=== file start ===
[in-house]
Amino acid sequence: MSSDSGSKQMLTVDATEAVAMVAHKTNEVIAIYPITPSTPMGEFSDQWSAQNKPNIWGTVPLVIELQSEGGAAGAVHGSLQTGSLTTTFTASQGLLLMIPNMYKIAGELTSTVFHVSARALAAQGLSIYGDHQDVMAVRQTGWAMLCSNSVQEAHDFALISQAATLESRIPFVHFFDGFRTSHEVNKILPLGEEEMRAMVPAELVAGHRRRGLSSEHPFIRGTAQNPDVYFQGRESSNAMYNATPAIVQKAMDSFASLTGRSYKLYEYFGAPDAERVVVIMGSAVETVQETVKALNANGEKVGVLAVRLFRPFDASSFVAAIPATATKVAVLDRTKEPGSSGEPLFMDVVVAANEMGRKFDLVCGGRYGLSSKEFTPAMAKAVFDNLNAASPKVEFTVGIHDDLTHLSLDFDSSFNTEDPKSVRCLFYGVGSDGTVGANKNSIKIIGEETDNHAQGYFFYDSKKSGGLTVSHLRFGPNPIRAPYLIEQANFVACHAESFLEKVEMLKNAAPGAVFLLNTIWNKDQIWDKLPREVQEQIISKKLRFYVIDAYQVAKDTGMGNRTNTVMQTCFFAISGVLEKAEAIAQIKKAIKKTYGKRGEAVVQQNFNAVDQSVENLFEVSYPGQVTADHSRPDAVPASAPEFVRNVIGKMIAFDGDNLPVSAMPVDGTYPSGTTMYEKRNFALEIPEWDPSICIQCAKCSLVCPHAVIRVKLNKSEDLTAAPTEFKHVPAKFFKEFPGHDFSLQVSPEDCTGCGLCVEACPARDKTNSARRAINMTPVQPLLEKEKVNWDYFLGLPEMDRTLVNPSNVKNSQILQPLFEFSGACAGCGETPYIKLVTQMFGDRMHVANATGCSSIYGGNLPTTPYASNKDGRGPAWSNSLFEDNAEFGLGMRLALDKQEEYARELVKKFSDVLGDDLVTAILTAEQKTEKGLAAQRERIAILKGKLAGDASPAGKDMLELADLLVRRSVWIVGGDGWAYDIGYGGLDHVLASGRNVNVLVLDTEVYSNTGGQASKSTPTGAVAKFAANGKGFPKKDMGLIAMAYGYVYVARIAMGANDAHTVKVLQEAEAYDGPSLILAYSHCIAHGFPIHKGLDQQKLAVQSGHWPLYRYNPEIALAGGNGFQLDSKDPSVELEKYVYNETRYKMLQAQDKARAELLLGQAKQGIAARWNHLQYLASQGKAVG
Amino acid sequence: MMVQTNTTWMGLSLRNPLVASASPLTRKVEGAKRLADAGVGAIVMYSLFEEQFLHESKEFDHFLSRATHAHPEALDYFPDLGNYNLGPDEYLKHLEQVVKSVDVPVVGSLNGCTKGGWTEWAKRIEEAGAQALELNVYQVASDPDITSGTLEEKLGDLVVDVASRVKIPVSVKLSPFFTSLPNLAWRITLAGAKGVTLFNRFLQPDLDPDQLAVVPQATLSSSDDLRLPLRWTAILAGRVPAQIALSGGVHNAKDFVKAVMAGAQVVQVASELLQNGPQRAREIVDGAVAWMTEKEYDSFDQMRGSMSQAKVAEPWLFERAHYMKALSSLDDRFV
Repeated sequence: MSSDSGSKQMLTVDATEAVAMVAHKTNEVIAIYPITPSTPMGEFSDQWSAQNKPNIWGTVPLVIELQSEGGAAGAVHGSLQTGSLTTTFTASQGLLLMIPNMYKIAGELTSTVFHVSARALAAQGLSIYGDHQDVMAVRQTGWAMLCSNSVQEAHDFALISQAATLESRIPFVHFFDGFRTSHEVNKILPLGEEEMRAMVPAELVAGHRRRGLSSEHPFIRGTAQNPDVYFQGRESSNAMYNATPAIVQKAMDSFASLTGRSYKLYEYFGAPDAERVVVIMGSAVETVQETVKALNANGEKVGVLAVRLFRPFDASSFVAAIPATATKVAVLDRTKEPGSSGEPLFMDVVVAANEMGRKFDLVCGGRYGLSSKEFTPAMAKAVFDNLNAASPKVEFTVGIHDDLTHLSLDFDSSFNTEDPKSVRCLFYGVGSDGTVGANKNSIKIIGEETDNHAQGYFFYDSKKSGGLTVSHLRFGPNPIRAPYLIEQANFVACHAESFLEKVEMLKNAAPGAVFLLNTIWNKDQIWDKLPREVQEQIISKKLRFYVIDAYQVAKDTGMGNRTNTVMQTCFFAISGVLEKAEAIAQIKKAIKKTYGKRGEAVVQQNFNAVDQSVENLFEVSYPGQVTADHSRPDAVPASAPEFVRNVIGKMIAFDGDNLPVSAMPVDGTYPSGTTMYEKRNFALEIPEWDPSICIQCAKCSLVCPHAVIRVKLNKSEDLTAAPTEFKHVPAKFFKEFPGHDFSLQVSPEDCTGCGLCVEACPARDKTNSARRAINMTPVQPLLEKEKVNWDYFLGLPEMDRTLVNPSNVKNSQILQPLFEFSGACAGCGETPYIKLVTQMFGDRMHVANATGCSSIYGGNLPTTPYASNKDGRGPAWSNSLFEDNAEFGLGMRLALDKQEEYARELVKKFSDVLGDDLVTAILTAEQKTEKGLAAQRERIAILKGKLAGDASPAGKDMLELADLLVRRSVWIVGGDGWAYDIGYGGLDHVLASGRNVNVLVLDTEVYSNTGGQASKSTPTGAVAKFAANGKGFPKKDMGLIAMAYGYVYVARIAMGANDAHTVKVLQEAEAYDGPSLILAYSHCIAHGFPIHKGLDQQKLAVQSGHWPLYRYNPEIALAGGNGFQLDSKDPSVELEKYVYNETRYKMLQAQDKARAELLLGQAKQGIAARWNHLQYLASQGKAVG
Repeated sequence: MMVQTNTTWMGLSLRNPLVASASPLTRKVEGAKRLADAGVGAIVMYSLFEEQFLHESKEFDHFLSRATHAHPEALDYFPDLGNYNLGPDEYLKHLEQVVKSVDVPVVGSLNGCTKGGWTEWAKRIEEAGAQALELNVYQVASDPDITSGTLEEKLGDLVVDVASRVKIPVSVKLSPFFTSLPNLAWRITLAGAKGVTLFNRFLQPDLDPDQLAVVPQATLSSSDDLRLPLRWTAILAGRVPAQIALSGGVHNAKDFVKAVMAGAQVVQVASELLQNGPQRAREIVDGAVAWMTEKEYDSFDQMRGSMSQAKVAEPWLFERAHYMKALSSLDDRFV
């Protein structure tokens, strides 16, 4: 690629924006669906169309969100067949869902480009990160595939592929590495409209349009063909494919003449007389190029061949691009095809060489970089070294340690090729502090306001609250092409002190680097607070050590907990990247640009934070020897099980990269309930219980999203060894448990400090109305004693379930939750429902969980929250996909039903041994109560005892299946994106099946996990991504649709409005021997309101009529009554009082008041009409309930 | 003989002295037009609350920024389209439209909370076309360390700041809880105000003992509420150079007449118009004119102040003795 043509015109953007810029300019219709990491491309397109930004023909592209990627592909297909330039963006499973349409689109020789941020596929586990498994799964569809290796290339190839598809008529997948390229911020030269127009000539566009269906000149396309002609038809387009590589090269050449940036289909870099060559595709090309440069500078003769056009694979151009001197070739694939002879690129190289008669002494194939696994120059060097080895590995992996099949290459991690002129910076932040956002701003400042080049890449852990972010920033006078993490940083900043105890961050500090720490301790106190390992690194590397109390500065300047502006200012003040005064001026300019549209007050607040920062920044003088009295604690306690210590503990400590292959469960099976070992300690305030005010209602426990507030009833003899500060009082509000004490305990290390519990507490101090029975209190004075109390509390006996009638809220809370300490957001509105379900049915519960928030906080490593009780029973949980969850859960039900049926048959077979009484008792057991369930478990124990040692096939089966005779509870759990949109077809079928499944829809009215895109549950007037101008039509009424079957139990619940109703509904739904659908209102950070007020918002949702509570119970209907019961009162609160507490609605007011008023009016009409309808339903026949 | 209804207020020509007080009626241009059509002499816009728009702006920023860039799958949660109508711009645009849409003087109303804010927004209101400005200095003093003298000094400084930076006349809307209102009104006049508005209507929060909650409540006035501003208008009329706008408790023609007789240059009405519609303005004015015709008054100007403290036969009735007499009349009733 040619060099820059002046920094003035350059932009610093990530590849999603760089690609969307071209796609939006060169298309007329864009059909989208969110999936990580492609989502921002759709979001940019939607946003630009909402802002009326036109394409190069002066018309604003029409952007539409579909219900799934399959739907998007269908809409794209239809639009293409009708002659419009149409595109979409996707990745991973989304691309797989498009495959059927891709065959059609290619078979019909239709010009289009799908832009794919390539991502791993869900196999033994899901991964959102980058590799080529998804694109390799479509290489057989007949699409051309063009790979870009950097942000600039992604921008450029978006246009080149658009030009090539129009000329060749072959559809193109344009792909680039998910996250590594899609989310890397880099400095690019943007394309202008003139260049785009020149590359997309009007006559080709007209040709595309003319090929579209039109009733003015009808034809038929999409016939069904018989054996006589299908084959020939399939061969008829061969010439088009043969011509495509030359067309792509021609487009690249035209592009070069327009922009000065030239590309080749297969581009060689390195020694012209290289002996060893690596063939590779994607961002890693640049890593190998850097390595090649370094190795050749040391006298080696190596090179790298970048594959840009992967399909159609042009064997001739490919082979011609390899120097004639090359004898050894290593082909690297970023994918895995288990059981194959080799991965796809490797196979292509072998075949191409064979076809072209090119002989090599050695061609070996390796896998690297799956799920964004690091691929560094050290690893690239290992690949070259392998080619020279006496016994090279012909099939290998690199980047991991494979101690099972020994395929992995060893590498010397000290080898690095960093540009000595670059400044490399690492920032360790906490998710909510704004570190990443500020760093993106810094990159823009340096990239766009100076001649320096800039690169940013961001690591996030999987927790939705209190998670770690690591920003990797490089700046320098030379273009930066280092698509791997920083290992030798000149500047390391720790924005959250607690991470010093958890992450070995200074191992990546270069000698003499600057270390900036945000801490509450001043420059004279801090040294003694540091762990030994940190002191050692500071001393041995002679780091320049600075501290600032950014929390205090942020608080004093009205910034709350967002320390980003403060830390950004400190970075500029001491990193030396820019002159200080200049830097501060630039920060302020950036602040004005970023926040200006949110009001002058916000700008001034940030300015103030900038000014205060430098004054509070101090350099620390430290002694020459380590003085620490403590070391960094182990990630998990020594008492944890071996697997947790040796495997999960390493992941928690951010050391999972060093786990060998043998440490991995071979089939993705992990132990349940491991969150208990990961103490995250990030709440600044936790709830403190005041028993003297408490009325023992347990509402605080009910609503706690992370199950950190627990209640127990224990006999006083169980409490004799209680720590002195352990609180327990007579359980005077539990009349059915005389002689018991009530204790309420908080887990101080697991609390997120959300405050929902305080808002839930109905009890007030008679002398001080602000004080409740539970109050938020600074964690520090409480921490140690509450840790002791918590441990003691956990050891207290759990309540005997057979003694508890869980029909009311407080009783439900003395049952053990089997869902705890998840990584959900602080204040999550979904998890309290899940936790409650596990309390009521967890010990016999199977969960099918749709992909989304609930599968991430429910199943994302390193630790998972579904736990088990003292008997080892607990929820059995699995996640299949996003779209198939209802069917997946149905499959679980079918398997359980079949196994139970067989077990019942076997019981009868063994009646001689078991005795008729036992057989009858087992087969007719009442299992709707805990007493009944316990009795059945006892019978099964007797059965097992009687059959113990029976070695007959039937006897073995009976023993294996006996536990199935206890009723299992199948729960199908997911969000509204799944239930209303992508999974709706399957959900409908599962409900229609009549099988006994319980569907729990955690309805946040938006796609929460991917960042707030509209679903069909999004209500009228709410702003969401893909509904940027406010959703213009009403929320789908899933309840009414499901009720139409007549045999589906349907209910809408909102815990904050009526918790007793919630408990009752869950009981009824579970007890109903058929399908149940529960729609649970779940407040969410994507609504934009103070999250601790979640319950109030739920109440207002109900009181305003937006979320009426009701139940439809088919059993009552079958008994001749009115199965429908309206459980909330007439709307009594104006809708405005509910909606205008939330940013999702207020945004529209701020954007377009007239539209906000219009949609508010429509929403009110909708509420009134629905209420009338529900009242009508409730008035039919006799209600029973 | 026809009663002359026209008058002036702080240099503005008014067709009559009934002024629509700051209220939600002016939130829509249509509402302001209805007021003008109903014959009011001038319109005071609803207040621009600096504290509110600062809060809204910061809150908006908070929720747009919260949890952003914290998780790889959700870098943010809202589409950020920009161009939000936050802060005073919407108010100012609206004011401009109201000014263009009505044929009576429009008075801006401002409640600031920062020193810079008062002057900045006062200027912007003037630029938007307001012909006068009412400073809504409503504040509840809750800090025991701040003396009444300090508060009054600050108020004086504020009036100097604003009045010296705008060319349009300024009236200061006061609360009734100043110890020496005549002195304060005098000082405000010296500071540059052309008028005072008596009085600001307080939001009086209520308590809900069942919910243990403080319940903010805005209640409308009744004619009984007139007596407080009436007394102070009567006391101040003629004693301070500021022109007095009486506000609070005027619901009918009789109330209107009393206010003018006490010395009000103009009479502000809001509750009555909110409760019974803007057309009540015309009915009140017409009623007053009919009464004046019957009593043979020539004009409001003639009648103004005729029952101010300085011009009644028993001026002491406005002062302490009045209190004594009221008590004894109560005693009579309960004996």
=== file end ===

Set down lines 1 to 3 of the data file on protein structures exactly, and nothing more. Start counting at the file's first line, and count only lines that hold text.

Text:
[in-house]
Amino acid sequence: MSSDSGSKQMLTVDATEAVAMVAHKTNEVIAIYPITPSTPMGEFSDQWSAQNKPNIWGTVPLVIELQSEGGAAGAVHGSLQTGSLTTTFTASQGLLLMIPNMYKIAGELTSTVFHVSARALAAQGLSIYGDHQDVMAVRQTGWAMLCSNSVQEAHDFALISQAATLESRIPFVHFFDGFRTSHEVNKILPLGEEEMRAMVPAELVAGHRRRGLSSEHPFIRGTAQNPDVYFQGRESSNAMYNATPAIVQKAMDSFASLTGRSYKLYEYFGAPDAERVVVIMGSAVETVQETVKALNANGEKVGVLAVRLFRPFDASSFVAAIPATATKVAVLDRTKEPGSSGEPLFMDVVVAANEMGRKFDLVCGGRYGLSSKEFTPAMAKAVFDNLNAASPKVEFTVGIHDDLTHLSLDFDSSFNTEDPKSVRCLFYGVGSDGTVGANKNSIKIIGEETDNHAQGYFFYDSKKSGGLTVSHLRFGPNPIRAPYLIEQANFVACHAESFLEKVEMLKNAAPGAVFLLNTIWNKDQIWDKLPREVQEQIISKKLRFYVIDAYQVAKDTGMGNRTNTVMQTCFFAISGVLEKAEAIAQIKKAIKKTYGKRGEAVVQQNFNAVDQSVENLFEVSYPGQVTADHSRPDAVPASAPEFVRNVIGKMIAFDGDNLPVSAMPVDGTYPSGTTMYEKRNFALEIPEWDPSICIQCAKCSLVCPHAVIRVKLNKSEDLTAAPTEFKHVPAKFFKEFPGHDFSLQVSPEDCTGCGLCVEACPARDKTNSARRAINMTPVQPLLEKEKVNWDYFLGLPEMDRTLVNPSNVKNSQILQPLFEFSGACAGCGETPYIKLVTQMFGDRMHVANATGCSSIYGGNLPTTPYASNKDGRGPAWSNSLFEDNAEFGLGMRLALDKQEEYARELVKKFSDVLGDDLVTAILTAEQKTEKGLAAQRERIAILKGKLAGDASPAGKDMLELADLLVRRSVWIVGGDGWAYDIGYGGLDHVLASGRNVNVLVLDTEVYSNTGGQASKSTPTGAVAKFAANGKGFPKKDMGLIAMAYGYVYVARIAMGANDAHTVKVLQEAEAYDGPSLILAYSHCIAHGFPIHKGLDQQKLAVQSGHWPLYRYNPEIALAGGNGFQLDSKDPSVELEKYVYNETRYKMLQAQDKARAELLLGQAKQGIAARWNHLQYLASQGKAVG
Amino acid sequence: MMVQTNTTWMGLSLRNPLVASASPLTRKVEGAKRLADAGVGAIVMYSLFEEQFLHESKEFDHFLSRATHAHPEALDYFPDLGNYNLGPDEYLKHLEQVVKSVDVPVVGSLNGCTKGGWTEWAKRIEEAGAQALELNVYQVASDPDITSGTLEEKLGDLVVDVASRVKIPVSVKLSPFFTSLPNLAWRITLAGAKGVTLFNRFLQPDLDPDQLAVVPQATLSSSDDLRLPLRWTAILAGRVPAQIALSGGVHNAKDFVKAVMAGAQVVQVASELLQNGPQRAREIVDGAVAWMTEKEYDSFDQMRGSMSQAKVAEPWLFERAHYMKALSSLDDRFV